Clothes, Tutorials

DIY Embroidered Appliqué

A few months ago I came across a sweater that I totally fell for. It was the embroidered crane sweater from the Altuzarra for Target collection. I just loved the design and the placement of it, but of course, being the crafter that I am, I ended up talking myself into embroidering some of my own designs and throwing them onto a sweater to create something that has the same feeling like the original sweater. So today's project is going to be the embroidered appliqué that I made to attach to a thrifted sweater.

Keep reading for a video summary!

suppliesHere's what you'll need. You'll want to cut the water soluble fabric and tulle to fit your embroidery hoop.

01Draw your design onto some water soluble fabric.

02Take the middle hoop and drape the black tulle and water soluble fabric over it and then push the outer hoop over it all and tighten the hoop slightly. You'll want to keep it loose enough to be able to pull the fabric in the hoop, but tight enough to keep it in place once you've pulled it.

Work around the hoop gently pulling the fabric taut. Then finish tightening the hoops all the way.

03Embroidery time! I was totally inspired by Michele Carragher's embroidery style. I'm not really going to go into detail about how to do this part because I was just kind of winging it and doing what felt right for that part of the design. According to my research I was using a combination of stem stitches, detached chain stitches and split stitches. And of course I added some beads and jump rings as embellishments.


05Here it is all finished! Well, the embroidery part anyway.


To secure the thread ends and to make sure nothing moves too much, paint a thin layer of Mod Podge onto the back of the design. It's important to use Mod Podge because once its dry it isn't water soluble so you wouldn't have to worry about washing the glue away whenever you did laundry.07Tear off as much of the water soluble fabric as you can.

08Trim the excess tulle away leaving 1/8 inch on the edges.


You can see here where the water soluble fabric didn't tear away, so off to the sink I was.10Under running water, gently rub the areas where the water soluble fabric is still clinging on for dear life. It will dissolve away.

11I made two mirrored embroidered appliqué designs and sewed them on the shoulders of a thrifted sweater.



I hope you enjoyed this project! I actually like it a lot more than the original sweater I based this project on. This is my first major embroidery project so if anyone has any better techniques or anything like that for me then please leave a comment! :D

Stay tuned for some holiday goodness next week!


Upcycled Leather Jacket No. 2: Dinosaur Edition

Last year I made a purse out of a leather jacket I found at a Goodwill.  It's pretty big, which is nice sometimes but lately I've been wanting a smaller purse to carry essentials in and not have to worry about stuff getting lost in an abyss. Naturally my first instinct was to go to Goodwill and find a leather jacket that I could use, and just my luck, I found exactly one leather jacket in the whole store. It was meant to be!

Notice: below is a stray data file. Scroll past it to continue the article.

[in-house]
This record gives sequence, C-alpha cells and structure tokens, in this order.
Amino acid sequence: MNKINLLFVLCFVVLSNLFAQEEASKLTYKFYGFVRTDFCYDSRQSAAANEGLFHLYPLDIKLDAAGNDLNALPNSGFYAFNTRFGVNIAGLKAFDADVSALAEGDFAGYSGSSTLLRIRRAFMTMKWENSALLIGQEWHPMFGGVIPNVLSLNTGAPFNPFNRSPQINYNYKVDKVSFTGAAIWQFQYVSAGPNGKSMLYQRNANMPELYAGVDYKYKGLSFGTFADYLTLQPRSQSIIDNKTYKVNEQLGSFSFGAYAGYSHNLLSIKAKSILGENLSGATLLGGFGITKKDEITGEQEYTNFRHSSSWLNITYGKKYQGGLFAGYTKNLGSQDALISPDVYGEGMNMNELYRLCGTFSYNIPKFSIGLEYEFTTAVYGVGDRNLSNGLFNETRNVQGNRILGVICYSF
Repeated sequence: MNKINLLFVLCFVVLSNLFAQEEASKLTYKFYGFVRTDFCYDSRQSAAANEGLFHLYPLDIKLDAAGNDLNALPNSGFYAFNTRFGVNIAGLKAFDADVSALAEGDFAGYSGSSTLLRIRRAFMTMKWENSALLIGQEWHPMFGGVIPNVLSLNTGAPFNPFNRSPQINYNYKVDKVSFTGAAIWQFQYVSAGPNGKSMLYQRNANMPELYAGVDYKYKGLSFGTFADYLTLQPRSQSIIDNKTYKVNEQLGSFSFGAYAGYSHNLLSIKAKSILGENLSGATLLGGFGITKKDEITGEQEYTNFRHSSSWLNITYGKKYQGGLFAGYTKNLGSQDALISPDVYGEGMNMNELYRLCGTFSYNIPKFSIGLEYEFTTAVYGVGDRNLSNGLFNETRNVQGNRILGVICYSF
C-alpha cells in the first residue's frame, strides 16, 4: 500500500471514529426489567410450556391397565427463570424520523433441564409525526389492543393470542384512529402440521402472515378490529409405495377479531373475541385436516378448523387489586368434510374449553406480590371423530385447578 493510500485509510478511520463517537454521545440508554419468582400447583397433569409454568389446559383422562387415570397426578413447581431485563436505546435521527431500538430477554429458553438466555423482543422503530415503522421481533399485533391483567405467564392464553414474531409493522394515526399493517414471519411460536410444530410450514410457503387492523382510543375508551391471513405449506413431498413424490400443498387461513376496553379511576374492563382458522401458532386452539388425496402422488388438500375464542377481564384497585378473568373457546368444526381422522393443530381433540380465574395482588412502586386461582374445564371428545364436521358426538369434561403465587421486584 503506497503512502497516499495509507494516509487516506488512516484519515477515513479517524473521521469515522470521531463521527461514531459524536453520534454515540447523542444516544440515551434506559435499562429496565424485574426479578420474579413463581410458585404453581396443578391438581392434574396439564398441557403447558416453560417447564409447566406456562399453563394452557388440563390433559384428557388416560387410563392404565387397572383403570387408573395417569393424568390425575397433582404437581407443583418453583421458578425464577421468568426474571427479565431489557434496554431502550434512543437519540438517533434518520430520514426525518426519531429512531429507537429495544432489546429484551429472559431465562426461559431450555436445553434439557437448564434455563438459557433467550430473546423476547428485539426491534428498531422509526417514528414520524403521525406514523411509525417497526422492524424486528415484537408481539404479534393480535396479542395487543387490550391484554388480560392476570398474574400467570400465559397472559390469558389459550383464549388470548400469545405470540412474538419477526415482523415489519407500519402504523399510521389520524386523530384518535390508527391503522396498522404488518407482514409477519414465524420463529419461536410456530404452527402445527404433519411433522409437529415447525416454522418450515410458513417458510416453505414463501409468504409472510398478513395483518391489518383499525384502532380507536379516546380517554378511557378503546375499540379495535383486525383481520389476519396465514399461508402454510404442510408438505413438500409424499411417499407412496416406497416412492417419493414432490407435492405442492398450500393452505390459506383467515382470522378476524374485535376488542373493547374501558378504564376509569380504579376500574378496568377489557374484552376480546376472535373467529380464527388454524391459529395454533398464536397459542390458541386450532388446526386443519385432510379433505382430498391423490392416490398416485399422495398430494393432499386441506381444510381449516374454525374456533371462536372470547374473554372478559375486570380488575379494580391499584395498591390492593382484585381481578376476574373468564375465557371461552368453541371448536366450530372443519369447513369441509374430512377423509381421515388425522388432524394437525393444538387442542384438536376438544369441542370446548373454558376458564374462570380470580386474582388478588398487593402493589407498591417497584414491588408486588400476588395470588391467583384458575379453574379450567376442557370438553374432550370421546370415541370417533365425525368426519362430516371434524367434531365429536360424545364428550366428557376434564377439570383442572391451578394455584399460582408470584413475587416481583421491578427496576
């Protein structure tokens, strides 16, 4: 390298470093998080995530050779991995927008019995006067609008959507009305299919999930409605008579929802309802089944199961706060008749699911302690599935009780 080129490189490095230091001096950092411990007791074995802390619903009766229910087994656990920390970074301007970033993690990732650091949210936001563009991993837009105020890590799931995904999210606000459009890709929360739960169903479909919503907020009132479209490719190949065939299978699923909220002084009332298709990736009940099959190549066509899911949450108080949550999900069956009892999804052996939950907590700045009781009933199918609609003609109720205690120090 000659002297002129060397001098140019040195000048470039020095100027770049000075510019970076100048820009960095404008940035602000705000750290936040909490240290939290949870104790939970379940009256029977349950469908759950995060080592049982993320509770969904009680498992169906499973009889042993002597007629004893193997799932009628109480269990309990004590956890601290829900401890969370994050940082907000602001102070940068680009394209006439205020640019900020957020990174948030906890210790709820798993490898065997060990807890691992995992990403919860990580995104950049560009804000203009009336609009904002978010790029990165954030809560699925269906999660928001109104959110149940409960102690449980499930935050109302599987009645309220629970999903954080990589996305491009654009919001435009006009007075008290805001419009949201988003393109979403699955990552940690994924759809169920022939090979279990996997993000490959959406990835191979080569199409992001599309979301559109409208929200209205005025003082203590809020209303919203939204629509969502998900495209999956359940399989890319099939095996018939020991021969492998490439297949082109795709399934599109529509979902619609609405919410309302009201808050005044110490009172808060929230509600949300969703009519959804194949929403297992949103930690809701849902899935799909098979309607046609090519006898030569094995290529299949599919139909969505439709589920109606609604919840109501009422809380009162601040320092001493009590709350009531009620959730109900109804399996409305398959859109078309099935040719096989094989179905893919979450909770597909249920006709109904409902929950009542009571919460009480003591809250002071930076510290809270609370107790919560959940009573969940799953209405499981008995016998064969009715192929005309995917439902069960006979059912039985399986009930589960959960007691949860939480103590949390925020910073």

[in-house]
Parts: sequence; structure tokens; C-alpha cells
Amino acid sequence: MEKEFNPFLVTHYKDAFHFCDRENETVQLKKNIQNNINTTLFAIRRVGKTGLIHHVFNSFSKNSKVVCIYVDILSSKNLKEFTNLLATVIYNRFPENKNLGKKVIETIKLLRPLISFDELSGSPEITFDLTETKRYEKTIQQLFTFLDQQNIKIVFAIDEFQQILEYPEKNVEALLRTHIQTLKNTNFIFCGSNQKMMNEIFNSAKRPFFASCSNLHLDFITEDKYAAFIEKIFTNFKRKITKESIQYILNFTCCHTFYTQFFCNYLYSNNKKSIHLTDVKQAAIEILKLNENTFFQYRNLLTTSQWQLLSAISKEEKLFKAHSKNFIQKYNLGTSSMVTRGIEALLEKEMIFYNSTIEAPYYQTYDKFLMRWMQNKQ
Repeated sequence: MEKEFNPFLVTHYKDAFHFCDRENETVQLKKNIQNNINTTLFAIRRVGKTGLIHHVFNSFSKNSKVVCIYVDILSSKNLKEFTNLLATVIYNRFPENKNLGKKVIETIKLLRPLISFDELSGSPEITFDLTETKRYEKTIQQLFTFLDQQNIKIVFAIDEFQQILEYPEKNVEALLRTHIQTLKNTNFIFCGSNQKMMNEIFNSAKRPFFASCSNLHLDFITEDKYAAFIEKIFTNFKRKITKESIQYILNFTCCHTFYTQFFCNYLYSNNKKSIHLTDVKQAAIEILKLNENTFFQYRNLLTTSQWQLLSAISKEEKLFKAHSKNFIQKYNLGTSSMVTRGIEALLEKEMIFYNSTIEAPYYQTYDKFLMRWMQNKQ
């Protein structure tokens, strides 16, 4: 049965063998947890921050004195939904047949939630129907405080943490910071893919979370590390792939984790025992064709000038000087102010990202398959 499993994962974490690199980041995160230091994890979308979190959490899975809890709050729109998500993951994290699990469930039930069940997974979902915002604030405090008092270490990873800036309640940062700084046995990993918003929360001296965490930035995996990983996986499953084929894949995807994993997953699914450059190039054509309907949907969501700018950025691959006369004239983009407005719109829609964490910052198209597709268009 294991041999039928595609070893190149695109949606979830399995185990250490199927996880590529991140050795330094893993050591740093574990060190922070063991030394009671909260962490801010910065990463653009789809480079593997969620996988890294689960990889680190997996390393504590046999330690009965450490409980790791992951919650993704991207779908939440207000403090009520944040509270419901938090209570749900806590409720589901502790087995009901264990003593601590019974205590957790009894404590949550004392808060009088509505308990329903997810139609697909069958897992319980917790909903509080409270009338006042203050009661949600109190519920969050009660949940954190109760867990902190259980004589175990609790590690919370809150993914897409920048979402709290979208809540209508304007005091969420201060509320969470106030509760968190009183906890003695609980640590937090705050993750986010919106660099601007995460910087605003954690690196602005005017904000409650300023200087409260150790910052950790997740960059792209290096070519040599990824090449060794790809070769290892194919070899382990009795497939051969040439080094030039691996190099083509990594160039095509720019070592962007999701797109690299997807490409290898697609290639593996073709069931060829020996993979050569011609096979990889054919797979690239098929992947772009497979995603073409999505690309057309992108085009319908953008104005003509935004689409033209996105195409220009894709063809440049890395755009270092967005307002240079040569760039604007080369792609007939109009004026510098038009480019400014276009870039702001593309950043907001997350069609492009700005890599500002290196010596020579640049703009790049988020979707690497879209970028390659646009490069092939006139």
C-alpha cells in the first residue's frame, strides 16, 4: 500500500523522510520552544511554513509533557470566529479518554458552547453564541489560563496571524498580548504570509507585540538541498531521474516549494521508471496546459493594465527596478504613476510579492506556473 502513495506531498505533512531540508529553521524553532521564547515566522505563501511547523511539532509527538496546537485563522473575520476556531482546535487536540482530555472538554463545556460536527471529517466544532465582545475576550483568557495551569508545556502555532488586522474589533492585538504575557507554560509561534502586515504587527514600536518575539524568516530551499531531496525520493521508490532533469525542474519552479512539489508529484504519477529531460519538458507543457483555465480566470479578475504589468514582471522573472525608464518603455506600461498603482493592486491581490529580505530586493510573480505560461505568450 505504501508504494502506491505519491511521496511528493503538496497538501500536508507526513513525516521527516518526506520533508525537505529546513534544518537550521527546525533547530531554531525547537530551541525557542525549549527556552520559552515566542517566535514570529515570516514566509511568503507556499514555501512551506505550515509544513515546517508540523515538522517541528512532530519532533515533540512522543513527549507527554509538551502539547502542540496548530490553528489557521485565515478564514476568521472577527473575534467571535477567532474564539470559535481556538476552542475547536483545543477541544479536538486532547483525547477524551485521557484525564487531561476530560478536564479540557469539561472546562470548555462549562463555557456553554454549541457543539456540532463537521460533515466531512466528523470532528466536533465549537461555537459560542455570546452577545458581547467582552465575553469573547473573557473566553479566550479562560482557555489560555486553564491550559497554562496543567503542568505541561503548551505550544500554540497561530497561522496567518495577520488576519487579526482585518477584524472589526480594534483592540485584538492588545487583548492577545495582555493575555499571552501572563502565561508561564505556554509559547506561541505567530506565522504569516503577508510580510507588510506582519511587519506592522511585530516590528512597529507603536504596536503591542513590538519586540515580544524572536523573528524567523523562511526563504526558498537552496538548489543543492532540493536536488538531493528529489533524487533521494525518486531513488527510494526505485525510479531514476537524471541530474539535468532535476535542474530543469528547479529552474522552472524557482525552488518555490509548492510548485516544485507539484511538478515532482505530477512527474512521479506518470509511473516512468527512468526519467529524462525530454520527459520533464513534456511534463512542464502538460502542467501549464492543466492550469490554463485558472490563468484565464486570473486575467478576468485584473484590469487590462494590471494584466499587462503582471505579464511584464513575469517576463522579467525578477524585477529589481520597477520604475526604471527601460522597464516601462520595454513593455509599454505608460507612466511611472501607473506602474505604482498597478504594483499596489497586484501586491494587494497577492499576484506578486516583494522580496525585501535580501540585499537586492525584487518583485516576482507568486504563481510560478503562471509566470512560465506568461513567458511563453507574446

For this purse I ended up using one of the sleeves and the belt as the strap.

I decided I wanted a little bit of embellishment on this one, so I doodled a little dinosaur design and using a jewelers saw(for the first time) I proceeded to cut it out of some brass.

And here it is completed! I also ended up cutting some corner pieces out of some thinner brass to embellish the corners. I love how it turned out!

Here's a little peek of the inside. The purse has removable straps, a magnetic closure and a zippered pocket on the inside. I love how it turned out, and I can't wait to make a few more purses and whatnot from the rest of the jacket!


Rwar, Dino-Necklace!

Okay, well this little guy is actually a dimetrodon which makes him a pelycosaur rather than a dinosaur, but we can just pretend.  I've seen this idea before, stringing up little trinkets and toys to create new jewelry, and for some reason I decided I needed a dinosaur necklace.  I was quite surprised at how hard it was to find small dino toys, but eventually I found a big pack of them for 3 bucks so I snatched it up.  Most of the dinos in the package are too large for what I wanted to do, so I need to figure out what to do with them.  There were, however, about 4 or 5 guys in the package that would work just fine.

toy dinosaur

Here's the little guy I picked.

I used Krylon Fusion spray paint because it's supposed to bond to plastic and I wanted the best possible chance of the paint staying on and not flaking off on me as I wore it.  I suppose I could have just used some cheaper stuff but I didn't want to risk it.

spray painted dinosaur

Here he is, lookin' all shiny and new.

I have a tiny drill that I used to drill into the plastic to make way for the jewelry findings.  I actually messed up because the plastic is very thin on this guys fin so I ended up drilling right through.  That was fixed by a very generous glob of glue.

dinosaur necklace

And finally strung up as a necklace.

This guy is pretty cute and I can't wait to wear it out!  Now I just have to figure out what to do with the remaining dinosaurs...